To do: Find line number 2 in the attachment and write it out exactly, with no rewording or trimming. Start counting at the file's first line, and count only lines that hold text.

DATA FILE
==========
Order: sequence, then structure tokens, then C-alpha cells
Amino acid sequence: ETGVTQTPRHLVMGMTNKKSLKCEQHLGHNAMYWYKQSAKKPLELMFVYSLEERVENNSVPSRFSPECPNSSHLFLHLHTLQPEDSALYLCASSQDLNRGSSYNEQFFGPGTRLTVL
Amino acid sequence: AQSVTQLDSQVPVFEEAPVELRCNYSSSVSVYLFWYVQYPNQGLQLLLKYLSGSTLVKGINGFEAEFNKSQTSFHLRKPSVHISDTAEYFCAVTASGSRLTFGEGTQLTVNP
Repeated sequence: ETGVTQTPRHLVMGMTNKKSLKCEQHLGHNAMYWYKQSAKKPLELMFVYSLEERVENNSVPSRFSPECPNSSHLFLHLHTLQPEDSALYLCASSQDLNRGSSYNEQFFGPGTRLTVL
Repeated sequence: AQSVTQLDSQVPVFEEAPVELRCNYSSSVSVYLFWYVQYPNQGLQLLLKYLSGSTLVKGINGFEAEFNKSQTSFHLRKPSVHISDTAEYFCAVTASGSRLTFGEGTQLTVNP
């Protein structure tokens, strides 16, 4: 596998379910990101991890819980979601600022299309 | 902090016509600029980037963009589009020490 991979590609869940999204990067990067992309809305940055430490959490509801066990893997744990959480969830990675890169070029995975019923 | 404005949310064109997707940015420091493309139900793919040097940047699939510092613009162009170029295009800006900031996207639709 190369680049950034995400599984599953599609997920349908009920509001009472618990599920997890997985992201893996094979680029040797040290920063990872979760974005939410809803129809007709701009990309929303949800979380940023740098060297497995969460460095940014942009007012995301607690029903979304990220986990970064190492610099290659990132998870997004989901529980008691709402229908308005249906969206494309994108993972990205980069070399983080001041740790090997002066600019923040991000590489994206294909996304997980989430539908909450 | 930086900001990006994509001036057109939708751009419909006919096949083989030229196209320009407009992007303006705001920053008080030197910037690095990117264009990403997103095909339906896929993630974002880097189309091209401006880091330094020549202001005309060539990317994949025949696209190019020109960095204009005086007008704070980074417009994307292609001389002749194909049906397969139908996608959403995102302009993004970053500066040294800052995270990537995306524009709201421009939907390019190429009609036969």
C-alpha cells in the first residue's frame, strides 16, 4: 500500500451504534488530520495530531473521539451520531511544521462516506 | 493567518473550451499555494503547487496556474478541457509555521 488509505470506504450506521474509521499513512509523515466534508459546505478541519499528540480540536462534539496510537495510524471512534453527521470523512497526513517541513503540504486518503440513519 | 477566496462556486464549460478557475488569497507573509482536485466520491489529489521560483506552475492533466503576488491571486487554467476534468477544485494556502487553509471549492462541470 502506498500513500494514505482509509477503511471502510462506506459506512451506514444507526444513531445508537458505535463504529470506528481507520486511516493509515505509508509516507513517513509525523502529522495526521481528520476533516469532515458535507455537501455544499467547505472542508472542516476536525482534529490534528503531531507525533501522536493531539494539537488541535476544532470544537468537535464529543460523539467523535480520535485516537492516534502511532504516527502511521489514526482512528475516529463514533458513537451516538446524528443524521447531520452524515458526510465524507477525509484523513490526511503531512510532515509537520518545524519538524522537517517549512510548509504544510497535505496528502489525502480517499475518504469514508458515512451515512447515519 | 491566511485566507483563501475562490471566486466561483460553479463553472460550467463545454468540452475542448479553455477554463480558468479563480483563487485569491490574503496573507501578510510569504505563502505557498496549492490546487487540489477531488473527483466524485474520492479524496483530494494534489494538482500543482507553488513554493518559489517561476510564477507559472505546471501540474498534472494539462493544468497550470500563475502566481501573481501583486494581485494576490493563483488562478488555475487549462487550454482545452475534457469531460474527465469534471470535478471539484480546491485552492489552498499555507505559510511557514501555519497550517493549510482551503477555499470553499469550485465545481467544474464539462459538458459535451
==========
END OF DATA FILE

Amino acid sequence: ETGVTQTPRHLVMGMTNKKSLKCEQHLGHNAMYWYKQSAKKPLELMFVYSLEERVENNSVPSRFSPECPNSSHLFLHLHTLQPEDSALYLCASSQDLNRGSSYNEQFFGPGTRLTVL